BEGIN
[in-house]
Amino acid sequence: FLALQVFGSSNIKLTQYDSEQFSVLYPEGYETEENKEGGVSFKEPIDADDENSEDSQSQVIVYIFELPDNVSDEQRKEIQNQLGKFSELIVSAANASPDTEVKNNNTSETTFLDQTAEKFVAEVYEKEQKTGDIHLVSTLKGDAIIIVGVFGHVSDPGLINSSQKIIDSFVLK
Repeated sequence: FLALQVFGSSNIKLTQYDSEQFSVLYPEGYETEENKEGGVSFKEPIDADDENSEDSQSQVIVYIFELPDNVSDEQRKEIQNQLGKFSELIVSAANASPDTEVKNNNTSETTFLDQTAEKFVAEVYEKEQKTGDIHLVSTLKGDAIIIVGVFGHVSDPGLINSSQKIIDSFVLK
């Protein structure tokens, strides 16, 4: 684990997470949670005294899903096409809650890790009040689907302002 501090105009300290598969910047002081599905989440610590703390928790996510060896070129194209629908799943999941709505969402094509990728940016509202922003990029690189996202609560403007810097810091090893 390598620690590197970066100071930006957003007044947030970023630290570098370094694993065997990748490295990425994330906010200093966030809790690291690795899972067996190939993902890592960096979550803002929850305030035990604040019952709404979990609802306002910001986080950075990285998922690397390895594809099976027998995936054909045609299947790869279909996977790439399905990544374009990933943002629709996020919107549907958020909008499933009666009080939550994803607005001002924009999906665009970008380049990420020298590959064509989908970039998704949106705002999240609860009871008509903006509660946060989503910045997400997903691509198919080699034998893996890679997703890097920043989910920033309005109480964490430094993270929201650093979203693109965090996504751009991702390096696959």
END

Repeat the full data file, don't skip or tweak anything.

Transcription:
[in-house]
Amino acid sequence: FLALQVFGSSNIKLTQYDSEQFSVLYPEGYETEENKEGGVSFKEPIDADDENSEDSQSQVIVYIFELPDNVSDEQRKEIQNQLGKFSELIVSAANASPDTEVKNNNTSETTFLDQTAEKFVAEVYEKEQKTGDIHLVSTLKGDAIIIVGVFGHVSDPGLINSSQKIIDSFVLK
Repeated sequence: FLALQVFGSSNIKLTQYDSEQFSVLYPEGYETEENKEGGVSFKEPIDADDENSEDSQSQVIVYIFELPDNVSDEQRKEIQNQLGKFSELIVSAANASPDTEVKNNNTSETTFLDQTAEKFVAEVYEKEQKTGDIHLVSTLKGDAIIIVGVFGHVSDPGLINSSQKIIDSFVLK
């Protein structure tokens, strides 16, 4: 684990997470949670005294899903096409809650890790009040689907302002 501090105009300290598969910047002081599905989440610590703390928790996510060896070129194209629908799943999941709505969402094509990728940016509202922003990029690189996202609560403007810097810091090893 390598620690590197970066100071930006957003007044947030970023630290570098370094694993065997990748490295990425994330906010200093966030809790690291690795899972067996190939993902890592960096979550803002929850305030035990604040019952709404979990609802306002910001986080950075990285998922690397390895594809099976027998995936054909045609299947790869279909996977790439399905990544374009990933943002629709996020919107549907958020909008499933009666009080939550994803607005001002924009999906665009970008380049990420020298590959064509989908970039998704949106705002999240609860009871008509903006509660946060989503910045997400997903691509198919080699034998893996890679997703890097920043989910920033309005109480964490430094993270929201650093979203693109965090996504751009991702390096696959």